Record high foreign aid received in last fiscal year
Kathmandu, December 31
The country received record high foreign aid in the last fiscal 2016-17 worth $1,394.6 million, which is an increase of 30 per cent as compared to the previous fiscal, according to the Development Cooperation Report unveiled by the Ministry of Finance today.
Annual foreign aid disbursement volume has been between $960 million and $1,100 million over the previous six years. Foreign aid disbursement significantly increased in the last fiscal as the country received the pledged amount for the post-earthquake reconstruction drive.
Of the total amount of foreign aid disbursed, grants comprised a significant portion which was worth $582.39 million (41.76 per cent), loans at $548.85 million or 39.36 per cent, and technical assistance was worth $263.36 million or 18.88 per cent, as per the report.
Unveiling the report, Finance Minister Gyanendra Bahadur Karki, said that the foreign assistance realisation has grown significantly along with the completion of the foreign aid funded projects. On the other hand, contribution of foreign aid in budget financing is gradually picking up in recent years. As the country has adopted the federal system of governance, dependency on foreign aid is expected to rise as the government’s liability in setting up provincial and local level institutions will be high, according to officials.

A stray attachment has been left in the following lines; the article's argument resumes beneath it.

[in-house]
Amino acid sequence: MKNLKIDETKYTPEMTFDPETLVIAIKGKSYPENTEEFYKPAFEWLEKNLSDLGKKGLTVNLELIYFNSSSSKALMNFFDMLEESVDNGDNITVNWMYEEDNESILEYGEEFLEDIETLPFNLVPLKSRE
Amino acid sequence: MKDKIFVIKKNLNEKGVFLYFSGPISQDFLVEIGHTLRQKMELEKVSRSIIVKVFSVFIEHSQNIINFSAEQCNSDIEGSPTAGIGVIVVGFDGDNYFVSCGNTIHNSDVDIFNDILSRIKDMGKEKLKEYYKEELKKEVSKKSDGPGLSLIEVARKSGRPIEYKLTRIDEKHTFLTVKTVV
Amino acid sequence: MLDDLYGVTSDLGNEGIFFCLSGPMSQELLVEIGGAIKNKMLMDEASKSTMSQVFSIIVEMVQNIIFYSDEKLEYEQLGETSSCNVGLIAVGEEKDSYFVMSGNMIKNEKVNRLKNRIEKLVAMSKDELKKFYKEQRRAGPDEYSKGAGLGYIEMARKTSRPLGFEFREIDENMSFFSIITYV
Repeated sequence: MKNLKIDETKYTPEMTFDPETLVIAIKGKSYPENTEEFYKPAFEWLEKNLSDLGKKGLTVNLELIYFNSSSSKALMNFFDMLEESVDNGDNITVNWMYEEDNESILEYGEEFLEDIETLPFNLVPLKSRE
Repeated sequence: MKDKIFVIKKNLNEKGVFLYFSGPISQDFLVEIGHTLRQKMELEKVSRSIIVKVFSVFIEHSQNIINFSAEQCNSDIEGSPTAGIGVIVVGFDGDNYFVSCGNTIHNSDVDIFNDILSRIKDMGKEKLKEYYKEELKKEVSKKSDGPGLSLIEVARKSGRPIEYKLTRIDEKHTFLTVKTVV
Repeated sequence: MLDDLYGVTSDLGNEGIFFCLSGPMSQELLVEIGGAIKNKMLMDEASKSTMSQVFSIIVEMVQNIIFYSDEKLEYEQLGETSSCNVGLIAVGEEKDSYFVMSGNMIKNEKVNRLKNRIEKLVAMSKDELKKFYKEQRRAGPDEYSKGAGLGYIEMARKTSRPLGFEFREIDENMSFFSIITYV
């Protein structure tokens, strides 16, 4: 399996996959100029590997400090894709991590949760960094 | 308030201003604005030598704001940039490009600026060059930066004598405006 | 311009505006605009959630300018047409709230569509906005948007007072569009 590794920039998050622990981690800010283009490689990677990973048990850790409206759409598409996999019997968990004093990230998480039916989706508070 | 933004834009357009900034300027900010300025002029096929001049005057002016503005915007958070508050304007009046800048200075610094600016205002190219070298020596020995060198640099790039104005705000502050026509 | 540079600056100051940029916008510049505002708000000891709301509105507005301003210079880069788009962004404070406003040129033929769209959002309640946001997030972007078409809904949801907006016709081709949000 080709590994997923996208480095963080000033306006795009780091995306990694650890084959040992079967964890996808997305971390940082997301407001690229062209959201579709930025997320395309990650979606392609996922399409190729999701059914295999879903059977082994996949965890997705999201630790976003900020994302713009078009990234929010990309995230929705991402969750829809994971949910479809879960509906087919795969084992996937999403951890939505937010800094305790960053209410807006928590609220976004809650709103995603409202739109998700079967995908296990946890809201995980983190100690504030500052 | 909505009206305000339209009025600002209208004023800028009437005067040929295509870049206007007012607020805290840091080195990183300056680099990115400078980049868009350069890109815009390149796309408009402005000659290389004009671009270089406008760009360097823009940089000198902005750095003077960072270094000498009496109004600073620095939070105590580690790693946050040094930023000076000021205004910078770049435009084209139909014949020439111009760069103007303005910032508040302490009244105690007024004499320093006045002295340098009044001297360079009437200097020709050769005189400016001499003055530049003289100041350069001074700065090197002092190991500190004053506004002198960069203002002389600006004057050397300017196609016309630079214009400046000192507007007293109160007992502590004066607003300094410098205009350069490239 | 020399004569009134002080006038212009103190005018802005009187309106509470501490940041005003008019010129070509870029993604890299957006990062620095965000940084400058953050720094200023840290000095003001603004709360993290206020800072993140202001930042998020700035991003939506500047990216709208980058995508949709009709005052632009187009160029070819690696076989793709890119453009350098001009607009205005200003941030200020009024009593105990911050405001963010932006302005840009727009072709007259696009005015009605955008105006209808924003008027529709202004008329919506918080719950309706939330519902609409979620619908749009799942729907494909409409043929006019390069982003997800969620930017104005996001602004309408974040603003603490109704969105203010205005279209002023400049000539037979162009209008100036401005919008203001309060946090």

As per the MoF report, 73 per cent or $1012.6 million was channelled through the government budget and $382 million or 27 per cent was spent out of the budget. Off-budget expenditure means those programmes that are run by the development partners and not incorporated in the national budget and such programmes might not be aligned with the government’s priority programmes.
Off-budget expenditure dropped significantly to 27 per cent of the total foreign aid disbursed in 2016-17 compared to 37 per cent of fiscal 2015-16. However, in terms of amount, it increased to $382 million compared to $357.3 million of the previous fiscal.
The government spent 65 per cent of the disbursed foreign aid through its own treasury and the remaining 35 per cent of the disbursed amount was spent directly by the development partners themselves.
According to the report, the World Bank Group disbursed the highest amount among multilateral development partners which stood at $345.97 million, followed by Asian Development Bank at $253.9 million. The UN country team disbursed $120.73 million and the European Union provided $83.89 million.
Similarly, USAID disbursed the highest amount in the last fiscal among bilateral donors which was worth $134.06 million followed by United Kingdom at $128.31 million. Japan including Japan International Cooperation Agency disbursed $77.65 million, India provided $59.26 million and China disbursed $41.24 million.
Of the total foreign aid disbursed in the last fiscal, 51.4 per cent or $716.78 million was spent on national level programmes and the remaining for district level programmes.